George Bernard Shaw wrote, “The reasonable man adapts himself to the world: the unreasonable one persists in trying to adapt the world to himself. Therefore all progress depends on the unreasonable man.” We realized that, if we were going to make progress on the things that mattered to us, we would need to be a bit unreasonable. We were going to have to do some things differently with our money if we wanted a shot at our unreasonable goals.
So we wrote what we called our Quit List. We looked at all our spending, budget, schedule, hobby, relationship, and ownership decisions. Then we asked ourselves what we could…
- pause, or
- say “Not now” to.
The list we came up with proved so successful that now we do one every year. It is a process of trading the good for the great.
I think of it like a game of poker. There are some things we really want: our interests, passions, dreams, and goals. And we want to give those things the best possible chance of happening. So, what can we stop, pause, or say “Not now” to in order to push more chips into the middle of the poker table for the bets that we think are most worth placing?
People are often surprised by how much my husband I have accomplished. Here’s a clue: our progress is in direct correlation to the number of things we have put on our Quit List. Year after year, we pick a few things that are most important and go all in on those. Everything else goes in one of the three categories of the Quit List.
When we opened our minds and were honest, we could see that there were some things in our budget, schedule, and home that weren’t serving us well. They simply had to go.
For example, after we adopted a sibling group of three, we got rid of over 50% of our possessions. I needed to get back the time and energy I was losing to those possessions in order to be able to invest my resources in our newly expanded family.
We’ve made similar judgments for all kinds of activities, commitments, expenses, and pastimes.
There were other things that we didn’t eliminate entirely. We just put them off temporarily. I knew we wanted them in our life again at some point, but not this year. This year would serve a different purpose.
These weren’t bad things. In fact, they were things we loved and did add a lot of value for us. For instance, we gave away our ducks and sold our hot tub. One day those will come back. But for the time being, our kids needed travel and adventure more.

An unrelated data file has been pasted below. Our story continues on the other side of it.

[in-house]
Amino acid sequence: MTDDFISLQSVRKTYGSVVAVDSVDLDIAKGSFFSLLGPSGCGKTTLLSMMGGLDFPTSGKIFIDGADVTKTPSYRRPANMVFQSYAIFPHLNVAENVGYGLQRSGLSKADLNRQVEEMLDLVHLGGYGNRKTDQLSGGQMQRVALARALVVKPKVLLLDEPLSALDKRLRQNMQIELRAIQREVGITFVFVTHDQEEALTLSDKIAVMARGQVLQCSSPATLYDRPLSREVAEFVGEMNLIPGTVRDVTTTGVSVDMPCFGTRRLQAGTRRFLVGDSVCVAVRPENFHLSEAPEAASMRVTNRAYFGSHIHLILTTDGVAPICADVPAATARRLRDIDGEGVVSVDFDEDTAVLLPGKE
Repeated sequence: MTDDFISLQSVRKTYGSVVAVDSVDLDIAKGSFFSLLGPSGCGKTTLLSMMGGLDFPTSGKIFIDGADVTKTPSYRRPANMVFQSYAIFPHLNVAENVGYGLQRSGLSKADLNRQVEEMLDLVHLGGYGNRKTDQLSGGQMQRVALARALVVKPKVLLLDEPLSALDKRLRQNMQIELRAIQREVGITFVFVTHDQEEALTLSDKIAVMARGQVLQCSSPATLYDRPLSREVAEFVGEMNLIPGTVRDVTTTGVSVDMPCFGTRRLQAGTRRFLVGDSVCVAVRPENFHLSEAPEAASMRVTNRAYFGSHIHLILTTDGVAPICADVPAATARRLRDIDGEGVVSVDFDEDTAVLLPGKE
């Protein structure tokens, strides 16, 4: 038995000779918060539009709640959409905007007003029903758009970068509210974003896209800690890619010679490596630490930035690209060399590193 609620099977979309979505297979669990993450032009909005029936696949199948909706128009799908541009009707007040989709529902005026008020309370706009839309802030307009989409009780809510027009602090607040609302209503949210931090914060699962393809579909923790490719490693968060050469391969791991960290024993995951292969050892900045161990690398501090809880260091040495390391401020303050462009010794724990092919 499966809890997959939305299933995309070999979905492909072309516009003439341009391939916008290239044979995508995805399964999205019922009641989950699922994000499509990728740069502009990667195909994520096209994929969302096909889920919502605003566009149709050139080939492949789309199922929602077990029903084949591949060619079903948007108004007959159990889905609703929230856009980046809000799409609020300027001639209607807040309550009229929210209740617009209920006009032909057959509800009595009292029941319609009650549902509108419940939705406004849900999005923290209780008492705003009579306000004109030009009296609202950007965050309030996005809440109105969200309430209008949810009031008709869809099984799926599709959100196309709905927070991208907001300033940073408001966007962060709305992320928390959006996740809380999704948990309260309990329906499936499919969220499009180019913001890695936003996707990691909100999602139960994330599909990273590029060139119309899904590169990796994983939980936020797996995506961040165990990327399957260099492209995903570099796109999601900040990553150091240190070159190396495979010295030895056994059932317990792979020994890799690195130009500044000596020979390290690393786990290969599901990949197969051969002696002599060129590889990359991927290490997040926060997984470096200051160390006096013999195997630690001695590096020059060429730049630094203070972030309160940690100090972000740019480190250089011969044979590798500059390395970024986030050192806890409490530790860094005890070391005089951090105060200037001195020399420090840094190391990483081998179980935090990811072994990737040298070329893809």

There are dreams we pursued sooner rather than later because they were time sensitive. Those dreams had expiration dates. Other things could wait before we circled back to them.
Saying “Not now”
Then there are things we’ve been wanting to get to but realize we need to put off still longer, because something more urgent is taking priority.
I’ve dreamed of self-building a custom home since I was 11. We have said “Not right now” for the last 16 years so we could have the time and resources to do those things that mattered to us: adopt, travel, create financial freedom. The things we have said “Not now” to might still happen.
We focused our money, time, and energy on what we wanted to see happen in each season of life. We couldn’t do or have everything at once. By 32, I had traveled to 27 countries, lived abroad, bought our modest home with cash, and achieved financial independence. We have been able to adopt four kids plus have two biological kids. We said “Not now” to a long list of things in order to make these things happen.
The three resources that seem to be in short supply for everyone are time, money, and energy. The best tool to free up those three resources is a Quit List.
It’s Your Choice
At each point in my life, I have pushed myself into the unknown and the uncomfortable to try to chase down the things I was passionate about. And even though it has often been uncomfortable to step off the expected path, it’s been so worth it.
I was reminded of this years ago, when Adam was in his early 20s and was a private in the Army. He came home one day and said, “My coworkers teased me today because I always pack my lunch.”
“What did you say to them?” I asked.
“I just smiled and said I was happy to pass on lunch out because we had managed to save our first $100,000 by doing things like that.”
That shut them up. His coworkers all had car loans and credit card debt and were living paycheck to paycheck. They couldn’t imagine a six-figure savings account.
Being deliberate with our choices hasn’t really been a sacrifice. It’s just been doubling down on creating the life we really want.
I love this quote by Mary Oliver:
Tell me, what is it you plan to do
with your one wild and precious life?
Tell me, what’s your answer?
. . .
Jillian Johnsrud is a writer, creator, and mentor. She blogs at Montana Money Adventures.